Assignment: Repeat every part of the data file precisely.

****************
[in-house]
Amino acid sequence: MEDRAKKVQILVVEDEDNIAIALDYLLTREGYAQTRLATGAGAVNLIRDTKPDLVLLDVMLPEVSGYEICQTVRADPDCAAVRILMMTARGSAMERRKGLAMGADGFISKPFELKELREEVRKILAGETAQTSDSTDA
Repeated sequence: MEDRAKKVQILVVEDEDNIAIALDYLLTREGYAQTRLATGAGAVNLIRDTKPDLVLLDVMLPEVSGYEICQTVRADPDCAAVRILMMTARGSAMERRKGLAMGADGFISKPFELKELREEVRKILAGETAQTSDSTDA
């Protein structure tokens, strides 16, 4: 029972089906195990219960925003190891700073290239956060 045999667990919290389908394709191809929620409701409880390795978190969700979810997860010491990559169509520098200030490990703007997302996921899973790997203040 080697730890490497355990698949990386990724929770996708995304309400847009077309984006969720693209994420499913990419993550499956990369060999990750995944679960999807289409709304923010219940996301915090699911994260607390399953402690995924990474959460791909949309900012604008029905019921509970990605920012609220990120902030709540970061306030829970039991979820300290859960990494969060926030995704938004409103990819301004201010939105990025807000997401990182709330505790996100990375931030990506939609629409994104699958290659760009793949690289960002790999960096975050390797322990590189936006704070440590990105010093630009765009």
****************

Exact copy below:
[in-house]
Amino acid sequence: MEDRAKKVQILVVEDEDNIAIALDYLLTREGYAQTRLATGAGAVNLIRDTKPDLVLLDVMLPEVSGYEICQTVRADPDCAAVRILMMTARGSAMERRKGLAMGADGFISKPFELKELREEVRKILAGETAQTSDSTDA
Repeated sequence: MEDRAKKVQILVVEDEDNIAIALDYLLTREGYAQTRLATGAGAVNLIRDTKPDLVLLDVMLPEVSGYEICQTVRADPDCAAVRILMMTARGSAMERRKGLAMGADGFISKPFELKELREEVRKILAGETAQTSDSTDA
């Protein structure tokens, strides 16, 4: 029972089906195990219960925003190891700073290239956060 045999667990919290389908394709191809929620409701409880390795978190969700979810997860010491990559169509520098200030490990703007997302996921899973790997203040 080697730890490497355990698949990386990724929770996708995304309400847009077309984006969720693209994420499913990419993550499956990369060999990750995944679960999807289409709304923010219940996301915090699911994260607390399953402690995924990474959460791909949309900012604008029905019921509970990605920012609220990120902030709540970061306030829970039991979820300290859960990494969060926030995704938004409103990819301004201010939105990025807000997401990182709330505790996100990375931030990506939609629409994104699958290659760009793949690289960002790999960096975050390797322990590189936006704070440590990105010093630009765009």